"Minnesota is really a leader in farm to school," says VanSlooten. "We have been at the vanguard and doing a lot of innovative programs, trying to get more regionally sourced products into their meals." - Continue reading here

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MnDOT Starts Applicant Search for SRTS Grants

MnDOT talks about how they are seeking applicants for the Safe Routes to School grant, check it out!

ST. PAUL, Minn. — Minnesota schools and their partners are invited to apply for $1.25 million in Safe Routes to School grant funds for projects that will help more children safely walk and bicycle to school. Applications are due Jan. 9, 2015, and are available at, according to the Minnesota Department of Transportation.

Schools in Minnesota may apply for state grants in three categories:

SRTS Infrastructure Solicitation  – K-12 schools, in partnership with cities or counties, will receive grants to support infrastructure identified in Safe Routes to School planning efforts that improve safety or access for children walking and bicycling to school. MnDOT has $1 million in state funds for projects constructed in 2015 or 2016. Continue reading here

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Students Take Part In Walk To School Day

Check out the article posted today on! Children all over Minnesota are taking part in Walk To School Day. (Photo: Elizabeth/Flickr)

ST. Paul, Minn. - Today is Walk to School Day, and the annual event comes as some school districts in Minnesota see a resurgence in students who are getting to class on their own. In the Sauk Rapids-Rice district, Superintendent Daniel Bittman says with the recent addition of sidewalks and crosswalks around Pleasantview Elementary, students, parents and staff are becoming more active.

"It's becoming part of a healthy-lifestyle choice," Bittman says. "It's not just about to and from schools. Families are taking that opportunity to be more active. And we know when kids are more active and engaged in healthier lifestyles, they do better in school."

Bittman says the improvements around Pleasantview were funded through Minnesota's Safe Routes to School program. The effort has helped a number of districts make improvements so kids can bike and walk safely to class, but demand in the state far exceeds available resources. Continue reading here.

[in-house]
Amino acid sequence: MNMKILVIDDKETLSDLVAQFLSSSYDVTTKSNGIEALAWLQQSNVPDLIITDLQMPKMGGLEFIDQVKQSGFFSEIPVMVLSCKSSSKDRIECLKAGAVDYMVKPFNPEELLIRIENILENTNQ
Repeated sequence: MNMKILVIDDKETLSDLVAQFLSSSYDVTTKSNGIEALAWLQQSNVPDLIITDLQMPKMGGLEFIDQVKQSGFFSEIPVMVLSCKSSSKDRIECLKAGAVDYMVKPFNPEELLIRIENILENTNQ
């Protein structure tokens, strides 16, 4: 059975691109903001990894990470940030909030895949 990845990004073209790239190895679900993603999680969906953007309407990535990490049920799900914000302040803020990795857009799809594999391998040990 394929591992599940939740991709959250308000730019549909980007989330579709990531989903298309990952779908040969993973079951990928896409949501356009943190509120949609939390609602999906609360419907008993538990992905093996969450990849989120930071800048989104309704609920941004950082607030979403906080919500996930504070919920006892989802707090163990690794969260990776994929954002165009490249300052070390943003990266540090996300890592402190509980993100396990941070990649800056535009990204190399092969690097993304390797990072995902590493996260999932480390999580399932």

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Register Now! "How-To" Advocate for the Statewide Health Improvement Program (SHIP)

SHIP funding will be up for discussion at the Minnesota Legislature in 2015. Thursday November 6th, 2014 - 6:00 - 7:00 PM and Friday November 7th, 2014 - 12:00 - 1:00 PM. Join other advocates across Minnesota to learn about how you can advocate for SHIP! Learn tips and message points from our expert presenters to bring your local success stories to the ears of policymakers:

-Britta Orr, Executive Director, Local Public Health Association

-Rachel Callanan, Regional Vice President of Advocacy, American Heart Association

-Rebecca Thoman, Government Relations Specialist, American Cancer Society—Cancer Action Network

Who should attend? SHIP Leadership Team members, SHIP staff and grantees, local SHIP partners, local champions of SHIP.  This training is free, but advanced registration is required.

Please register here or contact Anne Simaytis at to reserve your spot by November 3rd, 2014.


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Poll Released on Parents Support for Healthier School Food Policies

The American Heart Association, Robert Wood Johnson Foundation and the PEW Charitable Trusts released a poll earlier this week which found the majority of parents support national nutrition standards for both school meals and snack food and beverages sold in schools.  Check it out below!

Parents Support Healthier School Food Policies by 3-to-1 Margin